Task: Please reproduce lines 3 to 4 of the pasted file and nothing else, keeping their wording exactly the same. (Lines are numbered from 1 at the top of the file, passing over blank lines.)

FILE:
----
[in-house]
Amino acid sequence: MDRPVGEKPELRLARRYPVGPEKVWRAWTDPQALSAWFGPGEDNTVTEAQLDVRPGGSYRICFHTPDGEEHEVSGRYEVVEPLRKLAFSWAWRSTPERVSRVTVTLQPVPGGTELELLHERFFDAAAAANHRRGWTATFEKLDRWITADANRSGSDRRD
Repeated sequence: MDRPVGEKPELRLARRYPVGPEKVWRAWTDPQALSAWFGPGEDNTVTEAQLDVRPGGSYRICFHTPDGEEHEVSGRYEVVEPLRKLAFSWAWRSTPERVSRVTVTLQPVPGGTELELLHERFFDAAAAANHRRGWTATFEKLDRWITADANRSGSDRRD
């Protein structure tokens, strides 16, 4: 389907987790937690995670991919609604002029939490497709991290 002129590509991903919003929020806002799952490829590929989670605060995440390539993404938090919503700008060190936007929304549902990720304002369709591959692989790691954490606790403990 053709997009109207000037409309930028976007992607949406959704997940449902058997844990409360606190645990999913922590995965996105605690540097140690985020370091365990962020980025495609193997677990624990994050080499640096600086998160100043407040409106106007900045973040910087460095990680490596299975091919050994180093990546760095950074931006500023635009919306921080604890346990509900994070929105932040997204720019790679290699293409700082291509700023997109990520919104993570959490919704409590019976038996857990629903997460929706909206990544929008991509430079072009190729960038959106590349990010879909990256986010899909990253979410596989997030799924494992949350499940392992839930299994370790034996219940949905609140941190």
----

Repeated sequence: MDRPVGEKPELRLARRYPVGPEKVWRAWTDPQALSAWFGPGEDNTVTEAQLDVRPGGSYRICFHTPDGEEHEVSGRYEVVEPLRKLAFSWAWRSTPERVSRVTVTLQPVPGGTELELLHERFFDAAAAANHRRGWTATFEKLDRWITADANRSGSDRRD
């Protein structure tokens, strides 16, 4: 389907987790937690995670991919609604002029939490497709991290 002129590509991903919003929020806002799952490829590929989670605060995440390539993404938090919503700008060190936007929304549902990720304002369709591959692989790691954490606790403990 053709997009109207000037409309930028976007992607949406959704997940449902058997844990409360606190645990999913922590995965996105605690540097140690985020370091365990962020980025495609193997677990624990994050080499640096600086998160100043407040409106106007900045973040910087460095990680490596299975091919050994180093990546760095950074931006500023635009919306921080604890346990509900994070929105932040997204720019790679290699293409700082291509700023997109990520919104993570959490919704409590019976038996857990629903997460929706909206990544929008991509430079072009190729960038959106590349990010879909990256986010899909990253979410596989997030799924494992949350499940392992839930299994370790034996219940949905609140941190």